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Bigger Than Basketball

It was 2003, I was the Director of Season Ticket Services & Retention, and we were getting ready for our big draft day event. The excitement filled AmericanAirlines Arena as season ticket members heard we had just drafted Dwyane Wade. There was a glimmer of hope brought back to our basketball dreams that day in Miami. Not even in our wildest imaginations did we think we had just embarked on a journey toward winning the franchise’s first NBA Championship title.

Fast forward to 2019, Dwyane Wade played his last game in the NBA, but what he did after that can teach us a lot about the person and leader he truly is. A few days ago, he spent hours signing autographs and taking photos with the HEAT staff. Ultimately it made me think of all the unsung heroes of sports team everywhere, the front office staff.

To see Dwyane take the time out to thank the front office staff for their hard work and dedication is truly impressive. That is what leadership is all about, realizing that it takes a lot of people working tirelessly in the shadows to help achieve goals. Leadership is also about impacting those around you. Wade’s gesture of appreciation at the event brought those from the shadows to the forefront. How fun it has been to see the pictures shared of him and many staff members. Memories they will never forget.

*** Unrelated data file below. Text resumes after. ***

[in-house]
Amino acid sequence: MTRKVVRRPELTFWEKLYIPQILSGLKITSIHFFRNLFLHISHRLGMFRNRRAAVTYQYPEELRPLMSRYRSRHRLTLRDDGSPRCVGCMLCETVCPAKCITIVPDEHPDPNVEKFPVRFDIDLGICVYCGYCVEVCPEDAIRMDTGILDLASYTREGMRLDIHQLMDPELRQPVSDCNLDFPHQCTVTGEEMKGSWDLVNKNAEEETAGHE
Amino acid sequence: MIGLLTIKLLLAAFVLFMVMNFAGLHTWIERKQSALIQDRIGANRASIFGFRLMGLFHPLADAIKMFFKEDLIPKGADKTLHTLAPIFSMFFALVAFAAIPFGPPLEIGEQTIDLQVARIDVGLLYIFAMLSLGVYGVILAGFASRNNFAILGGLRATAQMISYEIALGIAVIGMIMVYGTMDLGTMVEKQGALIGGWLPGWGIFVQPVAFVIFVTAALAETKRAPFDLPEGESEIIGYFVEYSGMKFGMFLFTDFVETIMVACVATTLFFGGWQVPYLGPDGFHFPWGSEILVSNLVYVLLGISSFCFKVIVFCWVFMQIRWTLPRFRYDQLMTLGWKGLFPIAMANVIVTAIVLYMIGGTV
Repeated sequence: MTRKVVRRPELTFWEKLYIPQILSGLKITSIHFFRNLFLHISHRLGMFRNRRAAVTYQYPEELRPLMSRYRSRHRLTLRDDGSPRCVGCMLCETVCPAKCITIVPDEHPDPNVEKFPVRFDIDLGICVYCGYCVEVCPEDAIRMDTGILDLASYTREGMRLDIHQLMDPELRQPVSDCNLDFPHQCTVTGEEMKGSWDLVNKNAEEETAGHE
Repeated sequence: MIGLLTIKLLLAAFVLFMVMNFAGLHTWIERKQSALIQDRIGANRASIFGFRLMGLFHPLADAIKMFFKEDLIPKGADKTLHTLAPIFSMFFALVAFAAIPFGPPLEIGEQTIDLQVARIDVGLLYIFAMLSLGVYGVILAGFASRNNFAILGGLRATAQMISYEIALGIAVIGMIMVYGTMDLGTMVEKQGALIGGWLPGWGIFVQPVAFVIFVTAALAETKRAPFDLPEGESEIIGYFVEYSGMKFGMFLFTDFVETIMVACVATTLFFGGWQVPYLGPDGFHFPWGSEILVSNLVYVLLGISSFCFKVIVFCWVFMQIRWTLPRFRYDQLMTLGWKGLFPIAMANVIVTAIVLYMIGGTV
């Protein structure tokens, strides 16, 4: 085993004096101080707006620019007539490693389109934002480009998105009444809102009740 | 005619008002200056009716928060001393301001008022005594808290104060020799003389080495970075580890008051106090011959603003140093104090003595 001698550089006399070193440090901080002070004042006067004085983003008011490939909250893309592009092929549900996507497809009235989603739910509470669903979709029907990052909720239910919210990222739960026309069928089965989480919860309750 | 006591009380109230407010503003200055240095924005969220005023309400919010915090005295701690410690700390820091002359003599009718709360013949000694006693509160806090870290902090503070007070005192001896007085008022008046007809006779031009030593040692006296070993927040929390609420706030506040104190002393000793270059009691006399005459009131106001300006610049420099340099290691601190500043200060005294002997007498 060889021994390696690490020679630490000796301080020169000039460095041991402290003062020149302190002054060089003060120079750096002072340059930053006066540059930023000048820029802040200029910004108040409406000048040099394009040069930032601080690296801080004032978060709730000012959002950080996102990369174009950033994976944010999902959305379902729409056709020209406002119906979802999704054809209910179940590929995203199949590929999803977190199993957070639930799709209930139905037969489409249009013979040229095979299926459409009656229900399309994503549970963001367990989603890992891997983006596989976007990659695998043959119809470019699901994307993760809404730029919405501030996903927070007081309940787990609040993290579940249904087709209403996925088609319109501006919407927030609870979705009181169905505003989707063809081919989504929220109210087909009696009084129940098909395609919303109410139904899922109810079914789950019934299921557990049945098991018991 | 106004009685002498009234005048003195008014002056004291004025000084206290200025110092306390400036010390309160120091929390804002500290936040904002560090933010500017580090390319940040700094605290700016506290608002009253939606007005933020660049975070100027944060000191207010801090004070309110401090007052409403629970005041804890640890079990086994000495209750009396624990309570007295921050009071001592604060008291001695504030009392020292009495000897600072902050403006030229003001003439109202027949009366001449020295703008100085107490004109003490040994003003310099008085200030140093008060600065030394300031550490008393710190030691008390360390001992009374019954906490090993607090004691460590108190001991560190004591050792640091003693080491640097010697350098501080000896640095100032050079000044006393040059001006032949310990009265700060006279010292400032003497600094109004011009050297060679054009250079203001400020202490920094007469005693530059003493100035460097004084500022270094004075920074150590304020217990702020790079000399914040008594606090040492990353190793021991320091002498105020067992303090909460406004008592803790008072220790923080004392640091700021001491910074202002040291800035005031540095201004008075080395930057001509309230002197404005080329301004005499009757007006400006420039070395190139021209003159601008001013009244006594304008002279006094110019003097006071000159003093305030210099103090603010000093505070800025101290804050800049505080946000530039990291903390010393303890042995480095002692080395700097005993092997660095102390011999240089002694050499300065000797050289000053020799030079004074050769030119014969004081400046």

For those of you that wonder what it is like to work for a sports team, let me give you a glimpse. Often, front office staff within sports are overlooked. I was met with this question a lot, “What do you all do in the off season?” It made me laugh most of the time, knowing how hard we worked. Like players, the front office staff of every sports franchise works tirelessly to improve their craft of delivering the best possible fan experience any one could ever imagine. Blood, sweat and tears are poured into every meeting, every event, every game day and the goal of winning a championship never leaves our minds.

Like players, employees are met with harsh criticism from fans and media, looking at our every move and pointing out our every flaw. But we pick ourselves up, dust ourselves off and continue to work harder, and push to be even better than the day before…for the love of the game.

This event may have been for HEAT staff, but it is time to celebrate everyone who works in the shadows on game day. Wade was a true leader on and off the court, and we shouldn’t forget some of the things he has taught us.

Wade, “Thank You” for all the years of basketball excitement, history and most importantly, being a leader on and off the court.

#3 Lessons in Leadership:

  1. Obstacles don’t define you

  • Dwyane Wade, NBA star and player for the Miami Heat, discusses hardships during his childhood in Chicago and the obstacles he overcame to play basketball. Watch Video >>

  1. Leaders win as a team - Inspire and challenge those around you to be the best they can be.

  • Game 3 of the 2006 NBA Finals - ‘I ain’t going out like this!'" Wade said. "You just try to do what you can to help your team get over the hump. If you make some plays it might energize some other guys and that’s what I did. It was a total team win and I think it’s going to help us out for the next game."

  1. True champions/leaders, don’t forget those that are around them

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